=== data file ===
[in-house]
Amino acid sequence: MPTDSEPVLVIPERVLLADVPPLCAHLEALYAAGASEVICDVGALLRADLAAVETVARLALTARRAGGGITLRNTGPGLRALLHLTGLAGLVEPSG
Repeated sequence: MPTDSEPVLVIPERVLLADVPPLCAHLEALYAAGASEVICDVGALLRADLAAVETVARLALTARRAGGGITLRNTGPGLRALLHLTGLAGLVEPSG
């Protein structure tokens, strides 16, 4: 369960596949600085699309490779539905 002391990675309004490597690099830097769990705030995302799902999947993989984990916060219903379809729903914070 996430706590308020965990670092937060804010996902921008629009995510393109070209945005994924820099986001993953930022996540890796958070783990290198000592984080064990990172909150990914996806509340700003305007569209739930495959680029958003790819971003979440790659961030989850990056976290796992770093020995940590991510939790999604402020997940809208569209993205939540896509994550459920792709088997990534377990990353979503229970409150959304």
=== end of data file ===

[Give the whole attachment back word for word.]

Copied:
[in-house]
Amino acid sequence: MPTDSEPVLVIPERVLLADVPPLCAHLEALYAAGASEVICDVGALLRADLAAVETVARLALTARRAGGGITLRNTGPGLRALLHLTGLAGLVEPSG
Repeated sequence: MPTDSEPVLVIPERVLLADVPPLCAHLEALYAAGASEVICDVGALLRADLAAVETVARLALTARRAGGGITLRNTGPGLRALLHLTGLAGLVEPSG
């Protein structure tokens, strides 16, 4: 369960596949600085699309490779539905 002391990675309004490597690099830097769990705030995302799902999947993989984990916060219903379809729903914070 996430706590308020965990670092937060804010996902921008629009995510393109070209945005994924820099986001993953930022996540890796958070783990290198000592984080064990990172909150990914996806509340700003305007569209739930495959680029958003790819971003979440790659961030989850990056976290796992770093020995940590991510939790999604402020997940809208569209993205939540896509994550459920792709088997990534377990990353979503229970409150959304």